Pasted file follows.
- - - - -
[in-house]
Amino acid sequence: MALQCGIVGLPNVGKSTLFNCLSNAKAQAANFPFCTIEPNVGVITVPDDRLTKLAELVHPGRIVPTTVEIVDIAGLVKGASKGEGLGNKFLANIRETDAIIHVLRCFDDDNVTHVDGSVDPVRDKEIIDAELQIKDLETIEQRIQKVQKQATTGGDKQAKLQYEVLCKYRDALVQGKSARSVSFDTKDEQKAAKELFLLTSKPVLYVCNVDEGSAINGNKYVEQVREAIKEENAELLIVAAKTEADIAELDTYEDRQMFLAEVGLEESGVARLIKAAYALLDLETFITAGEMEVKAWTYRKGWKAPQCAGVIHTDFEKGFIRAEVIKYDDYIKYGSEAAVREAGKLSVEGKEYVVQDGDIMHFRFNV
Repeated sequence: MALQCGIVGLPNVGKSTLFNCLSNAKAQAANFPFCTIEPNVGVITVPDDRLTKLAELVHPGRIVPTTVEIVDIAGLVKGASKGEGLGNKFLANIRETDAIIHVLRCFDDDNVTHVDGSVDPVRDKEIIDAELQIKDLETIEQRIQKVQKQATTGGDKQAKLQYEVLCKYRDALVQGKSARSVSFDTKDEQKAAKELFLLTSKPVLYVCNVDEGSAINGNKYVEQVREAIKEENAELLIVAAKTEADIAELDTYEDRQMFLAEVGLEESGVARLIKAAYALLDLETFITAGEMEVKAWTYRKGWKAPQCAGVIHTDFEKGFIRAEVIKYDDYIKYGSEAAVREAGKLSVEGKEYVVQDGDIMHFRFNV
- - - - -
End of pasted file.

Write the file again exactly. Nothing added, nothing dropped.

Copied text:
[in-house]
Amino acid sequence: MALQCGIVGLPNVGKSTLFNCLSNAKAQAANFPFCTIEPNVGVITVPDDRLTKLAELVHPGRIVPTTVEIVDIAGLVKGASKGEGLGNKFLANIRETDAIIHVLRCFDDDNVTHVDGSVDPVRDKEIIDAELQIKDLETIEQRIQKVQKQATTGGDKQAKLQYEVLCKYRDALVQGKSARSVSFDTKDEQKAAKELFLLTSKPVLYVCNVDEGSAINGNKYVEQVREAIKEENAELLIVAAKTEADIAELDTYEDRQMFLAEVGLEESGVARLIKAAYALLDLETFITAGEMEVKAWTYRKGWKAPQCAGVIHTDFEKGFIRAEVIKYDDYIKYGSEAAVREAGKLSVEGKEYVVQDGDIMHFRFNV
Repeated sequence: MALQCGIVGLPNVGKSTLFNCLSNAKAQAANFPFCTIEPNVGVITVPDDRLTKLAELVHPGRIVPTTVEIVDIAGLVKGASKGEGLGNKFLANIRETDAIIHVLRCFDDDNVTHVDGSVDPVRDKEIIDAELQIKDLETIEQRIQKVQKQATTGGDKQAKLQYEVLCKYRDALVQGKSARSVSFDTKDEQKAAKELFLLTSKPVLYVCNVDEGSAINGNKYVEQVREAIKEENAELLIVAAKTEADIAELDTYEDRQMFLAEVGLEESGVARLIKAAYALLDLETFITAGEMEVKAWTYRKGWKAPQCAGVIHTDFEKGFIRAEVIKYDDYIKYGSEAAVREAGKLSVEGKEYVVQDGDIMHFRFNV